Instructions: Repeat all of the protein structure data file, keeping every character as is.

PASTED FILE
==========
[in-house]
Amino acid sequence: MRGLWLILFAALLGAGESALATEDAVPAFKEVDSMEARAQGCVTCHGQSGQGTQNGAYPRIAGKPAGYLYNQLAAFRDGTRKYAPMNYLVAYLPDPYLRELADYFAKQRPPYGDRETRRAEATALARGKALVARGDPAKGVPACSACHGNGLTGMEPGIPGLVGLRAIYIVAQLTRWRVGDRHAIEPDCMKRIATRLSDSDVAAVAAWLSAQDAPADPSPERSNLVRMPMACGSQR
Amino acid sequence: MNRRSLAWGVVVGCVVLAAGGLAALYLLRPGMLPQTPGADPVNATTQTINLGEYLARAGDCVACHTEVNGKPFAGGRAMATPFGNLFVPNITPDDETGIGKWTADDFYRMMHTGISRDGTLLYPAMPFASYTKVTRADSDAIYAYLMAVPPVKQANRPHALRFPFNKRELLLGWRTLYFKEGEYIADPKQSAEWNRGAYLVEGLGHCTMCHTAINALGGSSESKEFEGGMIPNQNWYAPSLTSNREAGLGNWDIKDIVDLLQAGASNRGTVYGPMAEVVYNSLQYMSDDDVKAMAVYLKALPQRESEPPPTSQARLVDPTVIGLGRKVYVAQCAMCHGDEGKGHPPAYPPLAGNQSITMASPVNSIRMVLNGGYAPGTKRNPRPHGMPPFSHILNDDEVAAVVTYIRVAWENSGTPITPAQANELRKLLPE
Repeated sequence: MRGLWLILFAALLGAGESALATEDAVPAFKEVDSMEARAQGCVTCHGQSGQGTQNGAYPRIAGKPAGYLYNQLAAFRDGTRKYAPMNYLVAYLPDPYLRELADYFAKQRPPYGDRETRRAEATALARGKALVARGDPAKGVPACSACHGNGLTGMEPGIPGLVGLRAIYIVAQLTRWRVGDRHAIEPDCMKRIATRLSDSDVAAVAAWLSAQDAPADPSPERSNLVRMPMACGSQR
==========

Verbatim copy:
[in-house]
Amino acid sequence: MRGLWLILFAALLGAGESALATEDAVPAFKEVDSMEARAQGCVTCHGQSGQGTQNGAYPRIAGKPAGYLYNQLAAFRDGTRKYAPMNYLVAYLPDPYLRELADYFAKQRPPYGDRETRRAEATALARGKALVARGDPAKGVPACSACHGNGLTGMEPGIPGLVGLRAIYIVAQLTRWRVGDRHAIEPDCMKRIATRLSDSDVAAVAAWLSAQDAPADPSPERSNLVRMPMACGSQR
Amino acid sequence: MNRRSLAWGVVVGCVVLAAGGLAALYLLRPGMLPQTPGADPVNATTQTINLGEYLARAGDCVACHTEVNGKPFAGGRAMATPFGNLFVPNITPDDETGIGKWTADDFYRMMHTGISRDGTLLYPAMPFASYTKVTRADSDAIYAYLMAVPPVKQANRPHALRFPFNKRELLLGWRTLYFKEGEYIADPKQSAEWNRGAYLVEGLGHCTMCHTAINALGGSSESKEFEGGMIPNQNWYAPSLTSNREAGLGNWDIKDIVDLLQAGASNRGTVYGPMAEVVYNSLQYMSDDDVKAMAVYLKALPQRESEPPPTSQARLVDPTVIGLGRKVYVAQCAMCHGDEGKGHPPAYPPLAGNQSITMASPVNSIRMVLNGGYAPGTKRNPRPHGMPPFSHILNDDEVAAVVTYIRVAWENSGTPITPAQANELRKLLPE
Repeated sequence: MRGLWLILFAALLGAGESALATEDAVPAFKEVDSMEARAQGCVTCHGQSGQGTQNGAYPRIAGKPAGYLYNQLAAFRDGTRKYAPMNYLVAYLPDPYLRELADYFAKQRPPYGDRETRRAEATALARGKALVARGDPAKGVPACSACHGNGLTGMEPGIPGLVGLRAIYIVAQLTRWRVGDRHAIEPDCMKRIATRLSDSDVAAVAAWLSAQDAPADPSPERSNLVRMPMACGSQR